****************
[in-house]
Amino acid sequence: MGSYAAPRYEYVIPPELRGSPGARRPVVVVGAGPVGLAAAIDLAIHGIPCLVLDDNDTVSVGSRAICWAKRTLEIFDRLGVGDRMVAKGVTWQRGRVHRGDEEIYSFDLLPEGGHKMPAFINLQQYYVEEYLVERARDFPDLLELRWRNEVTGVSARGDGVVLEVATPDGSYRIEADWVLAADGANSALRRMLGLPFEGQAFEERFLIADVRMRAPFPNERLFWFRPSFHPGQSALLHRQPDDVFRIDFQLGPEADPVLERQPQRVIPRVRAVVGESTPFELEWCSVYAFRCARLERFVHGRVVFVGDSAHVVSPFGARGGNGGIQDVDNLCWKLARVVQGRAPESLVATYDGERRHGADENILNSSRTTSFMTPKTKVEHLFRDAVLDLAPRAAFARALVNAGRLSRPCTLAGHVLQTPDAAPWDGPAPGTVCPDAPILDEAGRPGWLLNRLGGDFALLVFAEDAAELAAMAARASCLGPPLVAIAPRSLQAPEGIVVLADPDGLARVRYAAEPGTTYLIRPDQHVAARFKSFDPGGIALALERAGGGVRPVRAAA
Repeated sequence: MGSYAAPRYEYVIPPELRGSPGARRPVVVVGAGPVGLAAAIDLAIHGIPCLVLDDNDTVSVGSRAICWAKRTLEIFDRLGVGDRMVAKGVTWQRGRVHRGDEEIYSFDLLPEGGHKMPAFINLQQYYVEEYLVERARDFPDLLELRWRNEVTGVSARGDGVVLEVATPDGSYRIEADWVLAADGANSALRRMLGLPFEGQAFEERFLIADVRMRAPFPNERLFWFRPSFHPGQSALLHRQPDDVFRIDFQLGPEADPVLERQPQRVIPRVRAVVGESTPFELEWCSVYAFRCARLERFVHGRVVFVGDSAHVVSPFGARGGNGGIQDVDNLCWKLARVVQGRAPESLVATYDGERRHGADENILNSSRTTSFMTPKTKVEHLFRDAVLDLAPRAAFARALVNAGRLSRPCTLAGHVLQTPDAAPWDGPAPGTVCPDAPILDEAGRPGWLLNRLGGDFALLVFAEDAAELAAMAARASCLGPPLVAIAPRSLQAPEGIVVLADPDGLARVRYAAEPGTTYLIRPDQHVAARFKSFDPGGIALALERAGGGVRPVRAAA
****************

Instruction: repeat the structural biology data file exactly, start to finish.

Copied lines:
[in-house]
Amino acid sequence: MGSYAAPRYEYVIPPELRGSPGARRPVVVVGAGPVGLAAAIDLAIHGIPCLVLDDNDTVSVGSRAICWAKRTLEIFDRLGVGDRMVAKGVTWQRGRVHRGDEEIYSFDLLPEGGHKMPAFINLQQYYVEEYLVERARDFPDLLELRWRNEVTGVSARGDGVVLEVATPDGSYRIEADWVLAADGANSALRRMLGLPFEGQAFEERFLIADVRMRAPFPNERLFWFRPSFHPGQSALLHRQPDDVFRIDFQLGPEADPVLERQPQRVIPRVRAVVGESTPFELEWCSVYAFRCARLERFVHGRVVFVGDSAHVVSPFGARGGNGGIQDVDNLCWKLARVVQGRAPESLVATYDGERRHGADENILNSSRTTSFMTPKTKVEHLFRDAVLDLAPRAAFARALVNAGRLSRPCTLAGHVLQTPDAAPWDGPAPGTVCPDAPILDEAGRPGWLLNRLGGDFALLVFAEDAAELAAMAARASCLGPPLVAIAPRSLQAPEGIVVLADPDGLARVRYAAEPGTTYLIRPDQHVAARFKSFDPGGIALALERAGGGVRPVRAAA
Repeated sequence: MGSYAAPRYEYVIPPELRGSPGARRPVVVVGAGPVGLAAAIDLAIHGIPCLVLDDNDTVSVGSRAICWAKRTLEIFDRLGVGDRMVAKGVTWQRGRVHRGDEEIYSFDLLPEGGHKMPAFINLQQYYVEEYLVERARDFPDLLELRWRNEVTGVSARGDGVVLEVATPDGSYRIEADWVLAADGANSALRRMLGLPFEGQAFEERFLIADVRMRAPFPNERLFWFRPSFHPGQSALLHRQPDDVFRIDFQLGPEADPVLERQPQRVIPRVRAVVGESTPFELEWCSVYAFRCARLERFVHGRVVFVGDSAHVVSPFGARGGNGGIQDVDNLCWKLARVVQGRAPESLVATYDGERRHGADENILNSSRTTSFMTPKTKVEHLFRDAVLDLAPRAAFARALVNAGRLSRPCTLAGHVLQTPDAAPWDGPAPGTVCPDAPILDEAGRPGWLLNRLGGDFALLVFAEDAAELAAMAARASCLGPPLVAIAPRSLQAPEGIVVLADPDGLARVRYAAEPGTTYLIRPDQHVAARFKSFDPGGIALALERAGGGVRPVRAAA